When To Get A Mammogram + What To Look For During Self-Exams, From MDs
Breast cancer is one of the most common types of cancer in American women (and the rates are even higher among Black women). This year alone, the American Cancer Society estimates there will be 281,550 new cases of invasive breast cancer. While that number is staggering, the death rates from breast cancer have dropped 41% from 1989 to 2018, due to early detection—making breast exams a lifesaving tool for some. Here's everything you need to know about mammograms and self breast exams, according to doctors.
When to get your first breast exam.
According to the United States Preventive Task Force Services, it's recommended that a person with an average risk for breast cancer start screening at 50 years old. (Find our comprehensive timeline for different health exams here.)
However, "we will recommend earlier screening if [you] have a previous personal history of cancer, direct family history of breast cancer, genetic mutation that increases their risk of breast cancer (BRCA gene), or a history of chest radiation in the past," says Navya Mysore, M.D., physician and National Program Medical Director at One Medical.
What about self breast exams?
Whether you're getting annual mammograms, or you're under 50 and don't meet the criteria for early testing, it's still a good idea to perform self breast exams. "I recommend doing this once or twice a month to take note of any changes or abnormalities," Mysore suggests.
Not sure how? Here's Mysore's step-by-step guide:
- Start by looking at your breasts in the mirror and noting any major changes in size, shape, skin texture, dimpling, rash, or inverted nipples.
- Look for the same things but this time with your arms lifted. (There could be changes when your arms are in a different position.)
- Lie down. Using the opposite arm for the opposite breast, feel around the breast tissue with two fingers in a circular motion. Move up and down the breast until you have covered the entire surface area.
- Do this same motion standing up to feel the breast tissue in a different position.
"If you suspect anything out of the ordinary or believe you might be at risk, schedule an appointment with your primary care provider," she suggests.
What to look for in self breast exams.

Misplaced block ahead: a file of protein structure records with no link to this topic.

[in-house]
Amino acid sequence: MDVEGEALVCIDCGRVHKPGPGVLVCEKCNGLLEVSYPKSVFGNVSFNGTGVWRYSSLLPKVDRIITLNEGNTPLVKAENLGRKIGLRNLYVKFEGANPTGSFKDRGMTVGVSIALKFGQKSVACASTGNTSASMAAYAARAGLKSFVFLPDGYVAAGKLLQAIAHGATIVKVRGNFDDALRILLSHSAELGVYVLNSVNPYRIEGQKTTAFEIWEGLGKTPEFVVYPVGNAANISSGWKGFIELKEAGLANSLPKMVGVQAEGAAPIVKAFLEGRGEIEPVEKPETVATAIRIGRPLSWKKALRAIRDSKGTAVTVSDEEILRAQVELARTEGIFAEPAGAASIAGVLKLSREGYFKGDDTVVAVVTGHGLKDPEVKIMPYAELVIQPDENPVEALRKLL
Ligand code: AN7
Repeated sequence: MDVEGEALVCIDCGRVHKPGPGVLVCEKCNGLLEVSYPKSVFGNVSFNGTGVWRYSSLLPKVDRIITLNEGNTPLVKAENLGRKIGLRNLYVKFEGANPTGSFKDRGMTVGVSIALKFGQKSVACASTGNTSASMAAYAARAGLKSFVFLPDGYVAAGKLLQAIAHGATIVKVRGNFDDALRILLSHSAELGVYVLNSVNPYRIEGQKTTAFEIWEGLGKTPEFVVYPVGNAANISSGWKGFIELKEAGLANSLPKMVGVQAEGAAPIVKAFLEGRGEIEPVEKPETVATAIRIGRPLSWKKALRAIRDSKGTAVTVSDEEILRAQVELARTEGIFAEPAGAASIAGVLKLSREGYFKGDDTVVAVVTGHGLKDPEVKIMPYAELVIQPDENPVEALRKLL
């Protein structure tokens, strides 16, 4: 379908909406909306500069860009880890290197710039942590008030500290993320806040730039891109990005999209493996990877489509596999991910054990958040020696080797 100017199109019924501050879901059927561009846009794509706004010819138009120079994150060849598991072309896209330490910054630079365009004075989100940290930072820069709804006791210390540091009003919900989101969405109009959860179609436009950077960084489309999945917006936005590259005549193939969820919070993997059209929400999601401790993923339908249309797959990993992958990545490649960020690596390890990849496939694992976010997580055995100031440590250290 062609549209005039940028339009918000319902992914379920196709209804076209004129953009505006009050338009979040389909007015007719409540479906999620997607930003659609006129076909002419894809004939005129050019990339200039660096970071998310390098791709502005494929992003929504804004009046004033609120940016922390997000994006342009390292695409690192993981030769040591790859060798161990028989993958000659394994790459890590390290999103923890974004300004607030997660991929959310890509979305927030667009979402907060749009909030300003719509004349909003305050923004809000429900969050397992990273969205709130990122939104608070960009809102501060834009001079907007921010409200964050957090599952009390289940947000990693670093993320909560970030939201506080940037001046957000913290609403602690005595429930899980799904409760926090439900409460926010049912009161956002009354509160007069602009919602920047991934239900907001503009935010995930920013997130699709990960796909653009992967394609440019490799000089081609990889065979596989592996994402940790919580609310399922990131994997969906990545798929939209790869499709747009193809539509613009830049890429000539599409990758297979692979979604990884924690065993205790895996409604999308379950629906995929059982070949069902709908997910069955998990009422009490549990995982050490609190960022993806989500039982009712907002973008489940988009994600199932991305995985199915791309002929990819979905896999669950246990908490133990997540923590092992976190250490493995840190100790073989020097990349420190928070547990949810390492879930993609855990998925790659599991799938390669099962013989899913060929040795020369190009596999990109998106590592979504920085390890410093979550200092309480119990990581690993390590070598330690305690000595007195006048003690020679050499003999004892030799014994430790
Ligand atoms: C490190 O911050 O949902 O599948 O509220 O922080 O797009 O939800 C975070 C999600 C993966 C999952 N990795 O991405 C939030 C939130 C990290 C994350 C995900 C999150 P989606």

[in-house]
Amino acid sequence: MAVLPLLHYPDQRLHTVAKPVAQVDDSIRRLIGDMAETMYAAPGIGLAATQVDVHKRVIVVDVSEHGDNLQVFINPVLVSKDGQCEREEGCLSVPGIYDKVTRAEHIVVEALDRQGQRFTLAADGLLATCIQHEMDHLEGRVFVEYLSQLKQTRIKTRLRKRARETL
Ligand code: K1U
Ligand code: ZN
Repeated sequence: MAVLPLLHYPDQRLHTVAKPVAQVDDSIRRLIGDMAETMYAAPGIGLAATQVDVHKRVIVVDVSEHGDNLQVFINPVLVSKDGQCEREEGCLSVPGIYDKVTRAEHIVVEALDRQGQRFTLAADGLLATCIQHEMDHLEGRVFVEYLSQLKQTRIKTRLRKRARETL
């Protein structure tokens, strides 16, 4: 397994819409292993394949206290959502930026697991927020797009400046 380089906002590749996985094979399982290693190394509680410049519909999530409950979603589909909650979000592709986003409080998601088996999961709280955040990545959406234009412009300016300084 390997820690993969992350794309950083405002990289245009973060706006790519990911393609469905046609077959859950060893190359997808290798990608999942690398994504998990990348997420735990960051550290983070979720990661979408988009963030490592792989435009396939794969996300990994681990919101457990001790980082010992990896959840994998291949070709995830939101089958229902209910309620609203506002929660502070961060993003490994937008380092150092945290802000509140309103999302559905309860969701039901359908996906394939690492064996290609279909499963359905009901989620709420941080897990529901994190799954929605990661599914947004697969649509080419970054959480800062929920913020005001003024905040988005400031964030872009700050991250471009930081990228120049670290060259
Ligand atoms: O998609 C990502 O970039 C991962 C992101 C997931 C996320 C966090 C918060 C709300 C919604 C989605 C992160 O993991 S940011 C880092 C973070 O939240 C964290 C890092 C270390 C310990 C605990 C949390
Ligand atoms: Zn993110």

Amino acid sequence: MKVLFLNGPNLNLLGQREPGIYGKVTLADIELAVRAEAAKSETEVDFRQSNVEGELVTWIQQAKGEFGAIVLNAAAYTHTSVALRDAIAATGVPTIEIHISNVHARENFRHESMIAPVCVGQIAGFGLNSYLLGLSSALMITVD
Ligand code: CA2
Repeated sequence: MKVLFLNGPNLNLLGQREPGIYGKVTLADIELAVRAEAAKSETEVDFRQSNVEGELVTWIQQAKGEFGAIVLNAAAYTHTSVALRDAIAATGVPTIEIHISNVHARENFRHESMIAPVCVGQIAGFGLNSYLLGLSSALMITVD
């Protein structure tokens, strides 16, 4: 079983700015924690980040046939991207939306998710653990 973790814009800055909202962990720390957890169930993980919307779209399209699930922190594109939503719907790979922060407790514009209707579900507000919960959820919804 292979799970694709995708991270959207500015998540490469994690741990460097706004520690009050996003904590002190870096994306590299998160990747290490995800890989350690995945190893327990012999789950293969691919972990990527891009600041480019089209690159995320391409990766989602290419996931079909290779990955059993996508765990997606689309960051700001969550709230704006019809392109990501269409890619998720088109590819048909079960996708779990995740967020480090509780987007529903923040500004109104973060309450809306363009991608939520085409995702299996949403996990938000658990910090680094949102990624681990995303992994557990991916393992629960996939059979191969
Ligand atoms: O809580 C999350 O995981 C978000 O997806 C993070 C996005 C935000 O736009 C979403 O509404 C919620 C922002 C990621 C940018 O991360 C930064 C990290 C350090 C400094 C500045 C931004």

Self breast exams can be tricky, as the breast tissue won't always feel exactly the same (especially during different phases of your menstrual cycle). However, if you do them monthly, Mysore says you will become familiar with your own breasts and better be able to detect when something feels out of the ordinary.
Generally what you're feeling for, according to OB/GYN Wendie Trubow, M.D., is a pebble or frozen pea-like lump. "It's usually on the harder side, and either mobile (moves around) or can also be fixed in place," she once told mbg.
"Your breast tissue can definitely feel more 'lumpy' right before your period, and this is hormonally driven," she notes. To avoid unnecessary panic, "the best thing to do is examine your breasts a few days after your period ends when you are least tender, lumpy, and bumpy," OB/GYN Suzanne Gilberg-Lenz, M.D., once recommended.
If you do happen to check them during your period and are concerned about what you find, Mysore recommends reaching out to your primary care provider.
Breast cancer prevention methods.
Getting regular mammograms and doing at-home checks is an important step in detecting breast cancer (and hopefully detecting it early), so you can get necessary treatments. On top of that, "there are many lifestyle choices you can make to not only reduce risk associated with breast cancer but other illnesses as well," Mysore says.
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Exercising regularly with both cardio and strength training, eating a balanced diet with plenty of fruits and veggies, limiting processed foods and alcohol intake, and not smoking, are just a few methods Mysore encourages. "If you are on birth control, I would speak to your primary care provider to make sure it's safe, depending on what your personal risk with breast cancer is," she adds.
Getting to know your boobs is important—everything from your boob type to the way your tissue feels and your personal and family history with breast cancer can help you detect when something is off. If you're concerned, don't hesitate to reach out to your doctor. "Better to be proactive than reactive," Mysore says.